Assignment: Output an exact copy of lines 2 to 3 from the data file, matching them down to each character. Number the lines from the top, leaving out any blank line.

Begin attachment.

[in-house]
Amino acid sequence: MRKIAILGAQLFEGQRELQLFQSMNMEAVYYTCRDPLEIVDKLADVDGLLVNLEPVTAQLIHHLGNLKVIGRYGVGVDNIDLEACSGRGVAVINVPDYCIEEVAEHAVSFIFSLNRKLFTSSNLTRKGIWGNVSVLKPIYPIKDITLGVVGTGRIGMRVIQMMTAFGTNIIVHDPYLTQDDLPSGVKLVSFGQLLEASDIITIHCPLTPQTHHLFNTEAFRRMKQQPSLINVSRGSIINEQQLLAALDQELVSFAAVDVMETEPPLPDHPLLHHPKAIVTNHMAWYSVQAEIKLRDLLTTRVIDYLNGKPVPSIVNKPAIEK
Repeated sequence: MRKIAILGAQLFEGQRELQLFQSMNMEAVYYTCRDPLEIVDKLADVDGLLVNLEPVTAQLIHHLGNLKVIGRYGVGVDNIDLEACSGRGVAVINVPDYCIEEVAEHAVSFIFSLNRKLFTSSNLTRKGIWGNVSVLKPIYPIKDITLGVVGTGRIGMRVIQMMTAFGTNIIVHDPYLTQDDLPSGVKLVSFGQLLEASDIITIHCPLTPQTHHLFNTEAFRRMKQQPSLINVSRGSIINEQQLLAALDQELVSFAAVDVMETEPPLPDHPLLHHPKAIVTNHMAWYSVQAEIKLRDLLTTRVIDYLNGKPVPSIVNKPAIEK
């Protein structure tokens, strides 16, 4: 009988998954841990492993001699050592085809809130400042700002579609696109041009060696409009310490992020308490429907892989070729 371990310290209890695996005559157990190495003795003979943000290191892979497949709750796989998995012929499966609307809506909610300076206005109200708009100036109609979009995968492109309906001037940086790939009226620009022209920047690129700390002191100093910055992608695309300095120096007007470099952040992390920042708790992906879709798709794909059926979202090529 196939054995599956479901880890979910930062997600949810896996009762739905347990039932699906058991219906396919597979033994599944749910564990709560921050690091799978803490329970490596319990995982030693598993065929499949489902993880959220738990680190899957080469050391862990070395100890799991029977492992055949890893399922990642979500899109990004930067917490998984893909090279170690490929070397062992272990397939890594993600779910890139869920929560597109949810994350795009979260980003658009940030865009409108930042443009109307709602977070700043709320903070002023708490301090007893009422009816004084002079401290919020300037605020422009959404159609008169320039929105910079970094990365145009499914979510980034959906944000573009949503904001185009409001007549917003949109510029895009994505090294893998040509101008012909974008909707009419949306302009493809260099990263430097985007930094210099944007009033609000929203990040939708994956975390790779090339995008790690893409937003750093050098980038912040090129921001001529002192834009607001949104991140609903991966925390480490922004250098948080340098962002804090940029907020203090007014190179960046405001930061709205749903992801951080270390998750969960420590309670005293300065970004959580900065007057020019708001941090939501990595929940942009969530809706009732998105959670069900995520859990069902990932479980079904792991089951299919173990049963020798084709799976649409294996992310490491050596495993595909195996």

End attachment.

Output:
Amino acid sequence: MRKIAILGAQLFEGQRELQLFQSMNMEAVYYTCRDPLEIVDKLADVDGLLVNLEPVTAQLIHHLGNLKVIGRYGVGVDNIDLEACSGRGVAVINVPDYCIEEVAEHAVSFIFSLNRKLFTSSNLTRKGIWGNVSVLKPIYPIKDITLGVVGTGRIGMRVIQMMTAFGTNIIVHDPYLTQDDLPSGVKLVSFGQLLEASDIITIHCPLTPQTHHLFNTEAFRRMKQQPSLINVSRGSIINEQQLLAALDQELVSFAAVDVMETEPPLPDHPLLHHPKAIVTNHMAWYSVQAEIKLRDLLTTRVIDYLNGKPVPSIVNKPAIEK
Repeated sequence: MRKIAILGAQLFEGQRELQLFQSMNMEAVYYTCRDPLEIVDKLADVDGLLVNLEPVTAQLIHHLGNLKVIGRYGVGVDNIDLEACSGRGVAVINVPDYCIEEVAEHAVSFIFSLNRKLFTSSNLTRKGIWGNVSVLKPIYPIKDITLGVVGTGRIGMRVIQMMTAFGTNIIVHDPYLTQDDLPSGVKLVSFGQLLEASDIITIHCPLTPQTHHLFNTEAFRRMKQQPSLINVSRGSIINEQQLLAALDQELVSFAAVDVMETEPPLPDHPLLHHPKAIVTNHMAWYSVQAEIKLRDLLTTRVIDYLNGKPVPSIVNKPAIEK